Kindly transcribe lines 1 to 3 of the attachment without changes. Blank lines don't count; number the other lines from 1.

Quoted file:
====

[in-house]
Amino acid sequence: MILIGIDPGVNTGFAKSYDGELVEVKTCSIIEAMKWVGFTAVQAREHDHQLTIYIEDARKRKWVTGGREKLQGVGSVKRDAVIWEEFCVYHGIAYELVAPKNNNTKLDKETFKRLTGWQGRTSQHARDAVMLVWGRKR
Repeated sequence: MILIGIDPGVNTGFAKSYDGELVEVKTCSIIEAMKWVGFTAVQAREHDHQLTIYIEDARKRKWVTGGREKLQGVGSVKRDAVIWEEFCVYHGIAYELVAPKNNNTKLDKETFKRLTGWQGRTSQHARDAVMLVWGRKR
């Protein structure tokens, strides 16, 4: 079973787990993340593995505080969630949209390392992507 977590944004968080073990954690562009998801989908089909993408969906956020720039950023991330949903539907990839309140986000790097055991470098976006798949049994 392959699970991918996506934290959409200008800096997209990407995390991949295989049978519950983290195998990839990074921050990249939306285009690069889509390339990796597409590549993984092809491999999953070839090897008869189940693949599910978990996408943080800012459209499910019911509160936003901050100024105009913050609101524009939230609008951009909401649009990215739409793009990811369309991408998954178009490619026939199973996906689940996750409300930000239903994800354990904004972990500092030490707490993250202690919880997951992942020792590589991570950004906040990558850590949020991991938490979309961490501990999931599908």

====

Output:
[in-house]
Amino acid sequence: MILIGIDPGVNTGFAKSYDGELVEVKTCSIIEAMKWVGFTAVQAREHDHQLTIYIEDARKRKWVTGGREKLQGVGSVKRDAVIWEEFCVYHGIAYELVAPKNNNTKLDKETFKRLTGWQGRTSQHARDAVMLVWGRKR
Repeated sequence: MILIGIDPGVNTGFAKSYDGELVEVKTCSIIEAMKWVGFTAVQAREHDHQLTIYIEDARKRKWVTGGREKLQGVGSVKRDAVIWEEFCVYHGIAYELVAPKNNNTKLDKETFKRLTGWQGRTSQHARDAVMLVWGRKR